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April 9, 2014

Jonathan Tobin: Why Did Kerry Lie About Israeli Blame?

Samuel G. Freedman: A resolution 70 years later for a father's unsettling legacy of ashes from Dachau

Jessica Ivins: A resolution 70 years later for a father's unsettling legacy of ashes from Dachau

Kim Giles: Asking for help is not weakness

Kathy Kristof and Barbara Hoch Marcus: 7 Great Growth Israeli Stocks

Matthew Mientka: How Beans, Peas, And Chickpeas Cleanse Bad Cholesterol and Lowers Risk of Heart Disease

Sabrina Bachai: 5 At-Home Treatments For Headaches

The Kosher Gourmet by Daniel Neman Have yourself a matzo ball: The secrets bubby never told you and recipes she could have never imagined

April 8, 2014

Lori Nawyn: At Your Wit's End and Back: Finding Peace

Susan B. Garland and Rachel L. Sheedy: Strategies Married Couples Can Use to Boost Benefits

David Muhlbaum: Smart Tax Deductions Non-Itemizers Can Claim

Jill Weisenberger, M.S., R.D.N., C.D.E : Before You Lose Your Mental Edge

Dana Dovey: Coffee Drinkers Rejoice! Your Cup Of Joe Can Prevent Death From Liver Disease

Chris Weller: Electric 'Thinking Cap' Puts Your Brain Power Into High Gear

The Kosher Gourmet by Marlene Parrish A gift of hazelnuts keeps giving --- for a variety of nutty recipes: Entree, side, soup, dessert

April 4, 2014

Rabbi David Gutterman: The Word for Nothing Means Everything

Charles Krauthammer: Kerry's folly, Chapter 3

Amy Peterson: A life of love: How to build lasting relationships with your children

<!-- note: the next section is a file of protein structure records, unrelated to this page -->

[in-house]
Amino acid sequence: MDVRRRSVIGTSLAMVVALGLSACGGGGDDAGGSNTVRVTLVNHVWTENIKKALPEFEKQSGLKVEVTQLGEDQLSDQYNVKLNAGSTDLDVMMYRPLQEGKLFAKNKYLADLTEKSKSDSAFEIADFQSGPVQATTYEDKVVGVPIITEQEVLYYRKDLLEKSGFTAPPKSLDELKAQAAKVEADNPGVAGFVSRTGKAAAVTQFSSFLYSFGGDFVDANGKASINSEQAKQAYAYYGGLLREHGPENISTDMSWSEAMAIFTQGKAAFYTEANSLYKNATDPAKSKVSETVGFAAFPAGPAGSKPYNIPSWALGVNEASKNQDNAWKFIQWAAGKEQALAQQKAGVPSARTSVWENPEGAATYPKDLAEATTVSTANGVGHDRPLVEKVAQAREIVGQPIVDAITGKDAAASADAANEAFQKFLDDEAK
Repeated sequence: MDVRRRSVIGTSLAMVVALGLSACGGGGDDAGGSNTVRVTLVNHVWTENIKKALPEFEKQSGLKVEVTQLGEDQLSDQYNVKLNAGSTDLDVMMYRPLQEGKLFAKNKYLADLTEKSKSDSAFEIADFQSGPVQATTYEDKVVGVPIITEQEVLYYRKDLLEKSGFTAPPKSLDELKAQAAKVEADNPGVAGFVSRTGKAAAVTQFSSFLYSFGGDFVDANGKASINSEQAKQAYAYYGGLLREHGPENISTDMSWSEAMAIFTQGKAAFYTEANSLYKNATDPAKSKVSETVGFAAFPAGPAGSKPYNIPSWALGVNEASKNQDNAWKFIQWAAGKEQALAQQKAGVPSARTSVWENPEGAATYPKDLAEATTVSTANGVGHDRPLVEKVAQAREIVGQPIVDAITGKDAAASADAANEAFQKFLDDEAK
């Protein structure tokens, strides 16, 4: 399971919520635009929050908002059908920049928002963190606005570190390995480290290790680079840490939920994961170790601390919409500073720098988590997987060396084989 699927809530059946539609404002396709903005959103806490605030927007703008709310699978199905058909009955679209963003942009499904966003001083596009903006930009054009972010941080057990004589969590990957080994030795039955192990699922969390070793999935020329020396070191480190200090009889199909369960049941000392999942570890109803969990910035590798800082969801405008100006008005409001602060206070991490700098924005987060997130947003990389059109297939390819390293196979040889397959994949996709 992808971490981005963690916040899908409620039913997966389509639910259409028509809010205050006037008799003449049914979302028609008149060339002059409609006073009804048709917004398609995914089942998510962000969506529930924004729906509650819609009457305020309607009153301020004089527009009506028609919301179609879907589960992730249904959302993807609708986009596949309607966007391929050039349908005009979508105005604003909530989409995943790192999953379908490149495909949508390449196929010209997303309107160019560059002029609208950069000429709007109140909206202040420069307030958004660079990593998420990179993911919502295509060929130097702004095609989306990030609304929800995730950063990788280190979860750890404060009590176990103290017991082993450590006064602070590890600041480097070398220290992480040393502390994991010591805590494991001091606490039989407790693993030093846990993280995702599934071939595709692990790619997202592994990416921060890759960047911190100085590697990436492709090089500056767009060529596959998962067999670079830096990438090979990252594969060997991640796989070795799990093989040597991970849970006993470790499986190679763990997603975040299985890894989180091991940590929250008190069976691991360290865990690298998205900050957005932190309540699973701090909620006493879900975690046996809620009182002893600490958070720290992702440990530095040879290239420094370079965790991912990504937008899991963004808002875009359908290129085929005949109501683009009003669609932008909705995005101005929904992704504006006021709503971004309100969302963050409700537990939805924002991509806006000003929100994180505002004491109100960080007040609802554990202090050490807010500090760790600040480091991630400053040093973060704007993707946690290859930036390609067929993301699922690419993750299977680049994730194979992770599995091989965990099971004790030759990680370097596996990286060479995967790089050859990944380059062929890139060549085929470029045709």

John Ericson: Older Women: Save Your Heart, Prevent Stroke Don't Drink Diet

John Ericson: Why 50 million Americans will still have spring allergies after taking meds

Cameron Huddleston: Best and Worst Buys of April 2014

Stacy Rapacon: Great Mutual Funds for Young Investors

Sarah Boesveld: Teacher keeps promise to mail thousands of former students letters written by their past selves

The Kosher Gourmet by Sharon Thompson Anyone can make a salad, you say. But can they make a great salad? (SECRETS, TESTED TECHNIQUES + 4 RECIPES, INCLUDING DRESSINGS)

April 2, 2014

Paul Greenberg: Death and joy in the spring

Dan Barry: Should South Carolina Jews be forced to maintain this chimney built by Germans serving the Nazis?

Mayra Bitsko: Save me! An alien took over my child's personality

Frank Clayton: Get happy: 20 scientifically proven happiness activities

Susan Scutti: It's Genetic! Obesity and the 'Carb Breakdown' Gene

Lecia Bushak: Why Hand Sanitizer May Actually Harm Your Health

Stacy Rapacon: Great Funds You Can Own for $500 or Less

Cameron Huddleston: 7 Ways to Save on Home Decor

The Kosher Gourmet by Steve Petusevsky Exploring ingredients as edible-stuffed containers (TWO RECIPES + TIPS & TECHINQUES)

Jewish World Review June 18, 2009 / 27 Sivan 5769

How to become a civil libertarian

By Debra J. Saunders

Debra J. Saunders
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http://www.JewishWorldReview.com | There are no legal grounds for prosecuting Bush administration lawyers who supported the use of enhanced interrogation techniques to thwart planned terrorist attacks, so civil libertarians have the tort system to try to ruin Bush lawyers.


They may succeed.


Last week, U.S. District Judge Jeffrey White of San Francisco backed a complaint filed by convicted terrorist Jose Padilla and his mother against former White House Office of Legal Counsel John Yoo for writing memos that allegedly led to Padilla's illegal imprisonment and treatment during the three-plus years that Padilla was jailed as an enemy combatant.